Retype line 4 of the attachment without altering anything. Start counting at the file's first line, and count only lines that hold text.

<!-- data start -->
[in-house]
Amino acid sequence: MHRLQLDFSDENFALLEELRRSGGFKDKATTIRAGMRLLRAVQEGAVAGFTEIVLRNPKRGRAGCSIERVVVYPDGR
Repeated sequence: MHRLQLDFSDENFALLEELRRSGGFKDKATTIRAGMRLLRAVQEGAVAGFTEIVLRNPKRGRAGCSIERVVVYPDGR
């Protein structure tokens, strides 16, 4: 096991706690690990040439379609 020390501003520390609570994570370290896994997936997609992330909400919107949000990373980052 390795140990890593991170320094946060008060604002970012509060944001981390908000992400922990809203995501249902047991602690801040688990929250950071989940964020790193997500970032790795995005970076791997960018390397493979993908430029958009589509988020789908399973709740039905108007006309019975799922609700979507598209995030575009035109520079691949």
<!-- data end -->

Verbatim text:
């Protein structure tokens, strides 16, 4: 096991706690690990040439379609 020390501003520390609570994570370290896994997936997609992330909400919107949000990373980052 390795140990890593991170320094946060008060604002970012509060944001981390908000992400922990809203995501249902047991602690801040688990929250950071989940964020790193997500970032790795995005970076791997960018390397493979993908430029958009589509988020789908399973709740039905108007006309019975799922609700979507598209995030575009035109520079691949």